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Should each and every table have a primary key?

I've been working on a school project about Database normalization. I need help in normalizing a table that has no primary key The table I'm having difficulty with is a table for subscriptions and it's structure is like this:

itemSubscribed  emailAddress
--------------  ------------
1               a@b.com
1               b@c.com
1               a@b.com
2               x@z.com
2               aaa@b.com
3               a@b.com

Notice that itemSubscribed and emailAddress values may repeat, so neither can be a primary key.

This structure will work fine with my code for I can send an email to all item X subscribers when there's an update in item X but my teacher requires a normalized database and 1NF must have a primary key.

If I created an autogenerated primary key for the sake of having a primary key I can't proceed with 3NF for it requires that all columns are dependent upon the primary key, w/c is not the case.

Should I create a autogenerated primary key? Am I missing something in regards to 3NF?

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marked as duplicate by stuartd, Piskvor, Bill Karwin, Dan Short, YOU Sep 16 '11 at 1:49

This question has been asked before and already has an answer. If those answers do not fully address your question, please ask a new question.

    
Hm, you forgot to define a question! –  home Sep 15 '11 at 14:13
1  
As hard as you tried to copy the placeholder text, you forgot the period at the end. –  BoltClock Sep 15 '11 at 14:14
    
I can't give this is as an answer as it's been closed, and of course this is a bit late, but...what it looks like you are describing is a bridge table. A bridge table is quite frequently nothing BUT a composite primary key. If you make the itemSubscribed and emailAddress columns together be your primary key, you don't have any duplicates and it is in 3NF. An autogenerated primary key is the very LAST thing you want to do with a bridge table, as it only causes confusion and extra work, while actually encouraging duplication. –  jmoreno Jun 21 '12 at 1:14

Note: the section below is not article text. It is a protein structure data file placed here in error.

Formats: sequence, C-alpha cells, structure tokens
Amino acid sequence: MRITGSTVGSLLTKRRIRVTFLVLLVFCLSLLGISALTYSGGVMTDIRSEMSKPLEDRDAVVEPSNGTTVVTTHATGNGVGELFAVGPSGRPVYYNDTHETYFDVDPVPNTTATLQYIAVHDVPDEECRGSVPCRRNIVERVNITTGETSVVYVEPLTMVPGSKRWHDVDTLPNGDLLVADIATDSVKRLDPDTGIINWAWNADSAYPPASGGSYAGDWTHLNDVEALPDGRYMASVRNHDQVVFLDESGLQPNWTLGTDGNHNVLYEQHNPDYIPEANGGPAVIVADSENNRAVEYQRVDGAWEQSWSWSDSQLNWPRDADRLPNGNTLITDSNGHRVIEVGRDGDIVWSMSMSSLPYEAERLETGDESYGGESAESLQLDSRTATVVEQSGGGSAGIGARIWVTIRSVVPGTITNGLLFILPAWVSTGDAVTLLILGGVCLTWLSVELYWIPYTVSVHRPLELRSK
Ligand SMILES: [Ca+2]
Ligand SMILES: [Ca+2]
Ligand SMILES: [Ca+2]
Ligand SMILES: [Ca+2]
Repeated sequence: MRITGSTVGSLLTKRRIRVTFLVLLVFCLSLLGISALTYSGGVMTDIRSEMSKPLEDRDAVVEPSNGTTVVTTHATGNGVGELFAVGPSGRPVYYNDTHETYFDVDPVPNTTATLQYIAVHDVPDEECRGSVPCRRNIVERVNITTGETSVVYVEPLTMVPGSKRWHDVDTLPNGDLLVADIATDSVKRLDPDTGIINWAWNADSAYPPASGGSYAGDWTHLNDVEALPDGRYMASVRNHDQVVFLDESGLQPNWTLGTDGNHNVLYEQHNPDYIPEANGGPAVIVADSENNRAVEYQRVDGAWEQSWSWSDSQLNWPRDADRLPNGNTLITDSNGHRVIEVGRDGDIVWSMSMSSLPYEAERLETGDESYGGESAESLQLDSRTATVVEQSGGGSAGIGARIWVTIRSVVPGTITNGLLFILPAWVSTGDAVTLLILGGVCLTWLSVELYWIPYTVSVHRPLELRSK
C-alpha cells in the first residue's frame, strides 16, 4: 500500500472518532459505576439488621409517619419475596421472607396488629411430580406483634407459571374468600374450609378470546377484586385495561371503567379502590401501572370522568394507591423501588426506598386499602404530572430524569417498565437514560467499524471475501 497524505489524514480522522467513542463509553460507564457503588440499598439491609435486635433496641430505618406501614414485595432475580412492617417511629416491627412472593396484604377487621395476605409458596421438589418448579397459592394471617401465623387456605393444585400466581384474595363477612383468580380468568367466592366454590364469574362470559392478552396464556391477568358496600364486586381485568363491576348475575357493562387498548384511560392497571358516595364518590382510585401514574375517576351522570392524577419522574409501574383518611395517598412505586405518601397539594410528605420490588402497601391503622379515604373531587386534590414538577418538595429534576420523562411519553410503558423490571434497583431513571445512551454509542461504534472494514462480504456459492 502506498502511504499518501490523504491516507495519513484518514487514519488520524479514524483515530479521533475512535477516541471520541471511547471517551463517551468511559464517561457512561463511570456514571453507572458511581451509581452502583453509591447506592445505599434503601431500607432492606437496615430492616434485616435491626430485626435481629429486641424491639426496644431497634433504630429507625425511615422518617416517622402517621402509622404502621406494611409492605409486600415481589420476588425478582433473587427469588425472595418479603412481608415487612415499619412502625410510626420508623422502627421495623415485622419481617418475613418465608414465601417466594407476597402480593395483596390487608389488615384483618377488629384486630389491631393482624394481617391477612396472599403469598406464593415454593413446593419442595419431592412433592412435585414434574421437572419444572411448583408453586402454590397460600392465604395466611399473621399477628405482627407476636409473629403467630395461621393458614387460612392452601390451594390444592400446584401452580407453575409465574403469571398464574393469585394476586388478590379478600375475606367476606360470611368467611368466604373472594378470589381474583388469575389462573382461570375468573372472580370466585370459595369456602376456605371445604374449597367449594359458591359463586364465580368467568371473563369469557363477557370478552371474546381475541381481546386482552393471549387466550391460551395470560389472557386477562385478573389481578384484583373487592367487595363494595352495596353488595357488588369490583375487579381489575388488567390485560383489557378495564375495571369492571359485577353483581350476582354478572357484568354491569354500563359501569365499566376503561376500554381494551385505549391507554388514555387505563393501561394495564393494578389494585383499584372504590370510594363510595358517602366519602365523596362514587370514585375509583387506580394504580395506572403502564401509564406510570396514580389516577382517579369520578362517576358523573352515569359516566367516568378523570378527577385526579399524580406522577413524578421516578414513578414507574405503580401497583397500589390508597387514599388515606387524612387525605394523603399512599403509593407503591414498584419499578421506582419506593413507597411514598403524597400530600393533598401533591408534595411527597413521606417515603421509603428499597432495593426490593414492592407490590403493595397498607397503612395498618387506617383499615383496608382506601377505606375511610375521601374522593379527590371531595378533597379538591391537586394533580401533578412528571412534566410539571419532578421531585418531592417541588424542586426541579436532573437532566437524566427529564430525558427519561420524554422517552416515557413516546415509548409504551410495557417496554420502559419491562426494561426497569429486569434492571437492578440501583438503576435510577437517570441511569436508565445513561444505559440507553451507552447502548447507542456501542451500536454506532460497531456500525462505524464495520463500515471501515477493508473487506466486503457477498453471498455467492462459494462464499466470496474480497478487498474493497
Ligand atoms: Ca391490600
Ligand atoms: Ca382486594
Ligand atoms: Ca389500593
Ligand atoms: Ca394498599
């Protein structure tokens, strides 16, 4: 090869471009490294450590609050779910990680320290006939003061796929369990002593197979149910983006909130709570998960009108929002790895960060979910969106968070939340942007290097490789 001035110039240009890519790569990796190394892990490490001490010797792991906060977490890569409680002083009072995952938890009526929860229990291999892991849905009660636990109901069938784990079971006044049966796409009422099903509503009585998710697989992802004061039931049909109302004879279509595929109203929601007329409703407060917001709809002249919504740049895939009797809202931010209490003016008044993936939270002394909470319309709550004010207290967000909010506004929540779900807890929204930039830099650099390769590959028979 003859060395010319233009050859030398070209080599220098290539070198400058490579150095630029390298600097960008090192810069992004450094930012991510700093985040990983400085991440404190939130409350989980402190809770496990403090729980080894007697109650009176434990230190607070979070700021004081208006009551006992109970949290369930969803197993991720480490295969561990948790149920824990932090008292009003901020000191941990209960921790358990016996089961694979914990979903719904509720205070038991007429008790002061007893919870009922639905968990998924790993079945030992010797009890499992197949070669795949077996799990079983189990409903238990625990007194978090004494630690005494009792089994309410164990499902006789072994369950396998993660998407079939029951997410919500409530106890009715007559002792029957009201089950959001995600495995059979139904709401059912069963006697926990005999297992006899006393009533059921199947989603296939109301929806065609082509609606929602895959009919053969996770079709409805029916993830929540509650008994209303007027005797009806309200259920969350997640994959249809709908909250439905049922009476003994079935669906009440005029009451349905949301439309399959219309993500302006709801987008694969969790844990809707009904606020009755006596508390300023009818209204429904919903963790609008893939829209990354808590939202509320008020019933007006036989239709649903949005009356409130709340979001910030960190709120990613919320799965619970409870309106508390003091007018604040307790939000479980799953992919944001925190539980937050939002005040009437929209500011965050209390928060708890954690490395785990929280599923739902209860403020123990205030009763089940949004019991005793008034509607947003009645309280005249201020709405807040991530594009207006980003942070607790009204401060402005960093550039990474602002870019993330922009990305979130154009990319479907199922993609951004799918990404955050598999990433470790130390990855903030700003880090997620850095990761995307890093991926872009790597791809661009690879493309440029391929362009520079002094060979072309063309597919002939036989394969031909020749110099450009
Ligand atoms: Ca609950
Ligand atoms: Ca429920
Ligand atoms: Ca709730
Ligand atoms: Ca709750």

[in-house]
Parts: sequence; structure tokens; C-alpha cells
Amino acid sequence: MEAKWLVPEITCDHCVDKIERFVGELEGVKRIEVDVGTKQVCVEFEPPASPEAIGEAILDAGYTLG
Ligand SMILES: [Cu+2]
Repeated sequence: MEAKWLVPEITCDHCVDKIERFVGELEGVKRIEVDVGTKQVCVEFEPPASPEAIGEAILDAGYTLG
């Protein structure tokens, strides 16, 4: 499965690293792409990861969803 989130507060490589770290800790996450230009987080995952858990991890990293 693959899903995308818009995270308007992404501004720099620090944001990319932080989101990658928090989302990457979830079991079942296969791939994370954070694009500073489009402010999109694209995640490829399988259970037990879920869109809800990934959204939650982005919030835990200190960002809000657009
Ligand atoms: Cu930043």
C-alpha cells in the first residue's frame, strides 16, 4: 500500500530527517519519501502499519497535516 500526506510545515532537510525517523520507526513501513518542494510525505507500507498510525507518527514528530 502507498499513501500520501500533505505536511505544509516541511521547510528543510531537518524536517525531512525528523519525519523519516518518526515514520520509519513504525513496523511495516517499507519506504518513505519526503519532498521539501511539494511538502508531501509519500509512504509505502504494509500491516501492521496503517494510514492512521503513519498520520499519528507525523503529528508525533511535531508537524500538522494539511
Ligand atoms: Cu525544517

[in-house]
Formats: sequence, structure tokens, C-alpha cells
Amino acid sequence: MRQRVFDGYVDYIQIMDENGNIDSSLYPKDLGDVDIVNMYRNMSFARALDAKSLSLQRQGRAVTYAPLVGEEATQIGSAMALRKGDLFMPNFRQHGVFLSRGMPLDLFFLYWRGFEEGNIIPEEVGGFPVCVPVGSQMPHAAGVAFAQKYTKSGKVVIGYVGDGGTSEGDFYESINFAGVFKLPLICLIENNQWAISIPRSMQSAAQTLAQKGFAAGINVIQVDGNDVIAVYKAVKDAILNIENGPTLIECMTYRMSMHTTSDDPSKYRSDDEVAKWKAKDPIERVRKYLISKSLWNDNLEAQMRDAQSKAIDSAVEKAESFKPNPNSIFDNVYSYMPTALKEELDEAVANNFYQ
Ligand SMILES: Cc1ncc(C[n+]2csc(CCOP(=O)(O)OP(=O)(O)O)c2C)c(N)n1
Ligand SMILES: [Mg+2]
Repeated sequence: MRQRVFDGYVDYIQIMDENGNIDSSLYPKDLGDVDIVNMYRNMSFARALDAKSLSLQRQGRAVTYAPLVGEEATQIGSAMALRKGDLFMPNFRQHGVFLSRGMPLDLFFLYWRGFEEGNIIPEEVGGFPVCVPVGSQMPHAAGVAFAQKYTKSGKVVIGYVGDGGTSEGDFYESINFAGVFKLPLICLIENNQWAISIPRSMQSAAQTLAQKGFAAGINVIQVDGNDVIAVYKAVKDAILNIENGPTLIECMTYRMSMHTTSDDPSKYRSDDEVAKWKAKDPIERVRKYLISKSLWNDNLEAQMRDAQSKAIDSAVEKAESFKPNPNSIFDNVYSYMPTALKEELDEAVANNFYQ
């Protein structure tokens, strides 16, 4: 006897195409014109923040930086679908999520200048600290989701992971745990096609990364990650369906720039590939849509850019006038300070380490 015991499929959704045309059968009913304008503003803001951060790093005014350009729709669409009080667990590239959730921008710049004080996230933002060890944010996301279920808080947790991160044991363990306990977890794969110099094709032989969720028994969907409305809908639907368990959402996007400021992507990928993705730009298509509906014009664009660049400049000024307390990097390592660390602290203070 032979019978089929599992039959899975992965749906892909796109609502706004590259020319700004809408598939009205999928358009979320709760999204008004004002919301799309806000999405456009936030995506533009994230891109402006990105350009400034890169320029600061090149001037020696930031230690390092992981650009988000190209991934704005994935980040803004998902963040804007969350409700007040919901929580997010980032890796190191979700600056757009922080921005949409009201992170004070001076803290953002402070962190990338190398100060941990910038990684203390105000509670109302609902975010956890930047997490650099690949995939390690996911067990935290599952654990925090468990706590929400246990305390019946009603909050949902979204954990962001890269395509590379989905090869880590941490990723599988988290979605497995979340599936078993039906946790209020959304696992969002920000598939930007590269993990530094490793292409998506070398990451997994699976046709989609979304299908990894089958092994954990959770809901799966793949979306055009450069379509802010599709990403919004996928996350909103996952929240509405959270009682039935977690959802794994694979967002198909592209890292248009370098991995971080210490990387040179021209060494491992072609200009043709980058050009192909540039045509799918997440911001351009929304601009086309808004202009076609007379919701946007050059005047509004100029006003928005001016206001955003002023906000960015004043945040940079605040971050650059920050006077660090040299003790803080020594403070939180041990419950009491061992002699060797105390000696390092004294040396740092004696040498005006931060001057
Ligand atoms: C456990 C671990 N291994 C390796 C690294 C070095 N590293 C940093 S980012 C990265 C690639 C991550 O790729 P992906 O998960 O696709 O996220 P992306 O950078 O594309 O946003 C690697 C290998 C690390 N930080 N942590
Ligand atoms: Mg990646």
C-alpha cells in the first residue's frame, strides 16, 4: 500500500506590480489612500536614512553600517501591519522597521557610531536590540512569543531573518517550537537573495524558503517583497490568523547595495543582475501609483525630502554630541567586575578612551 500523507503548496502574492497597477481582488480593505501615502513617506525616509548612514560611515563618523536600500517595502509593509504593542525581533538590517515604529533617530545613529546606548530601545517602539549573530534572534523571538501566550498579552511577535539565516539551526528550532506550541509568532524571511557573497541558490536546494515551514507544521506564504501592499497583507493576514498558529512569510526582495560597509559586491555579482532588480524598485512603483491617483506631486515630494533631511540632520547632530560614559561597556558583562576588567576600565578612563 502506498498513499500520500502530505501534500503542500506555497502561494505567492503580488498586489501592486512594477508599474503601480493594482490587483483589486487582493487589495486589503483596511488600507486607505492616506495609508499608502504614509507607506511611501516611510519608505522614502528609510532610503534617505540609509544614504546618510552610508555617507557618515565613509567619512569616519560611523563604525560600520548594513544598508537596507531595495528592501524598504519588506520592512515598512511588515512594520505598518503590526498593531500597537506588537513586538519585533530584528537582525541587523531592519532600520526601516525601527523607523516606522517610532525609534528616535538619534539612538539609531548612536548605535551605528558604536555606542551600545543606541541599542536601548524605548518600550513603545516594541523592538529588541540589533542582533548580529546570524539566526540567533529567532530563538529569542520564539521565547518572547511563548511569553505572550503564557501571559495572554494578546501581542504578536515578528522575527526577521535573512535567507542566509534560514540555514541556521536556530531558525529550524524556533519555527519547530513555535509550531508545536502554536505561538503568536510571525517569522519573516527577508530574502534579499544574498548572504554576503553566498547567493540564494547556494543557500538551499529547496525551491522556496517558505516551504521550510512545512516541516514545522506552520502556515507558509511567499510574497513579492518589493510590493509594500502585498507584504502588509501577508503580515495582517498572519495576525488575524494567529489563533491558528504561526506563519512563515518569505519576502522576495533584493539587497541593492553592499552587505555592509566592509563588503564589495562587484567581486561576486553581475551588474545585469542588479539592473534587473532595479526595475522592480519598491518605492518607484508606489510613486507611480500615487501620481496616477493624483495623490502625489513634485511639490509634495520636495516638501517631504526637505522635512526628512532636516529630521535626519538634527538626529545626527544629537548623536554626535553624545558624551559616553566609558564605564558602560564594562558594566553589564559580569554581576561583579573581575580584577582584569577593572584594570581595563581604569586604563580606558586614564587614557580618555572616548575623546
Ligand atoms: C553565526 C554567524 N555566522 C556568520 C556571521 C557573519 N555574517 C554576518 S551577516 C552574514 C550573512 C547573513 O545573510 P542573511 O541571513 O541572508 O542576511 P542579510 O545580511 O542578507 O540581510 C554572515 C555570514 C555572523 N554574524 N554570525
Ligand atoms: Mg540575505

3 Answers 3

A table with repeating rows does not represent a relation. A relation is a set of tuples. A set never has the same element in it more than once. A bag is like a set, but can have multiple instances of elements that look identical.

In the table you give us, I presume that itemSubscribed is a count, and the the two rows that have itemSubscribed equal to one with the same emailAddress describe different events.

But that is in your mind, and not visible in the data.

You are going to get into trouble with this table. In particular, there is no way to distinguish between an erroneous duplicate entry, and two valid entries that look alike.

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Are you allowed to have the same e-mail address subscribed to one item multiple times? If not your natural key is obvious: itemSubscribed and emailAddress. Even if you chose to have an artificial primary key in this case, you'd probably want a unique index across the two columns.

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In answer to your question, yes it is really bad not to have a primary key. The database must have a way to identify a specific record. Suppose you wanted to update the record shown below in bold but not the one italics. How would you do that without a primary key.

itemSubscribed emailAddress


1 a@b.com

1 b@c.com

1 a@b.com

In a database class, I would fail you if you had any table without a primary key, it is that critical to database design.

Now I suspect that you would not want to actually have the data as shown unless you had other columns that were differnt. Why do you really want two records with the same items subscribed and the same email address? It is better to have a PK or unique index to prevent this sort of bad data. I suspect you really have a natural key of both fields and just currently have bad data.

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